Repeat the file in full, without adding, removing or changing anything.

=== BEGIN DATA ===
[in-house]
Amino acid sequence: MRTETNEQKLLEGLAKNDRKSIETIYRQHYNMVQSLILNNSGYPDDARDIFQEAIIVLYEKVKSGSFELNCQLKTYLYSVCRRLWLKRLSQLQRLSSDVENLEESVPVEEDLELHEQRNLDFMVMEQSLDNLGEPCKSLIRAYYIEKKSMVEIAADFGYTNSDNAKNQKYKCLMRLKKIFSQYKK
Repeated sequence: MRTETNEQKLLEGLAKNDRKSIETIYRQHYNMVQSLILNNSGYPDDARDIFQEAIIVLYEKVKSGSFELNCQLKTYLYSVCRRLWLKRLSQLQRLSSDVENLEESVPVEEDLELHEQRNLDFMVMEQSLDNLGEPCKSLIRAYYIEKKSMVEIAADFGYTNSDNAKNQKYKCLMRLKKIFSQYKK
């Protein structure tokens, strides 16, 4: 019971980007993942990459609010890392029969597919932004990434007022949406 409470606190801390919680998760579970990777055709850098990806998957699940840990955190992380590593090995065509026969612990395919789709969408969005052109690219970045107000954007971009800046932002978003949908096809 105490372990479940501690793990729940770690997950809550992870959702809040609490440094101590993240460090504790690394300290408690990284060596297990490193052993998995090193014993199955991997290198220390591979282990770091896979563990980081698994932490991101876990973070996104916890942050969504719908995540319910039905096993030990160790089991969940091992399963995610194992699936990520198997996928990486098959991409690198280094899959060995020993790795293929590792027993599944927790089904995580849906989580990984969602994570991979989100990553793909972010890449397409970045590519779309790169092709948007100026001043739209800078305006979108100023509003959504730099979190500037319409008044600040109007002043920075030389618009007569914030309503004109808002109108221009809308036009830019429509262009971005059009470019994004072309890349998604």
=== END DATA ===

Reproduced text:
[in-house]
Amino acid sequence: MRTETNEQKLLEGLAKNDRKSIETIYRQHYNMVQSLILNNSGYPDDARDIFQEAIIVLYEKVKSGSFELNCQLKTYLYSVCRRLWLKRLSQLQRLSSDVENLEESVPVEEDLELHEQRNLDFMVMEQSLDNLGEPCKSLIRAYYIEKKSMVEIAADFGYTNSDNAKNQKYKCLMRLKKIFSQYKK
Repeated sequence: MRTETNEQKLLEGLAKNDRKSIETIYRQHYNMVQSLILNNSGYPDDARDIFQEAIIVLYEKVKSGSFELNCQLKTYLYSVCRRLWLKRLSQLQRLSSDVENLEESVPVEEDLELHEQRNLDFMVMEQSLDNLGEPCKSLIRAYYIEKKSMVEIAADFGYTNSDNAKNQKYKCLMRLKKIFSQYKK
């Protein structure tokens, strides 16, 4: 019971980007993942990459609010890392029969597919932004990434007022949406 409470606190801390919680998760579970990777055709850098990806998957699940840990955190992380590593090995065509026969612990395919789709969408969005052109690219970045107000954007971009800046932002978003949908096809 105490372990479940501690793990729940770690997950809550992870959702809040609490440094101590993240460090504790690394300290408690990284060596297990490193052993998995090193014993199955991997290198220390591979282990770091896979563990980081698994932490991101876990973070996104916890942050969504719908995540319910039905096993030990160790089991969940091992399963995610194992699936990520198997996928990486098959991409690198280094899959060995020993790795293929590792027993599944927790089904995580849906989580990984969602994570991979989100990553793909972010890449397409970045590519779309790169092709948007100026001043739209800078305006979108100023509003959504730099979190500037319409008044600040109007002043920075030389618009007569914030309503004109808002109108221009809308036009830019429509262009971005059009470019994004072309890349998604």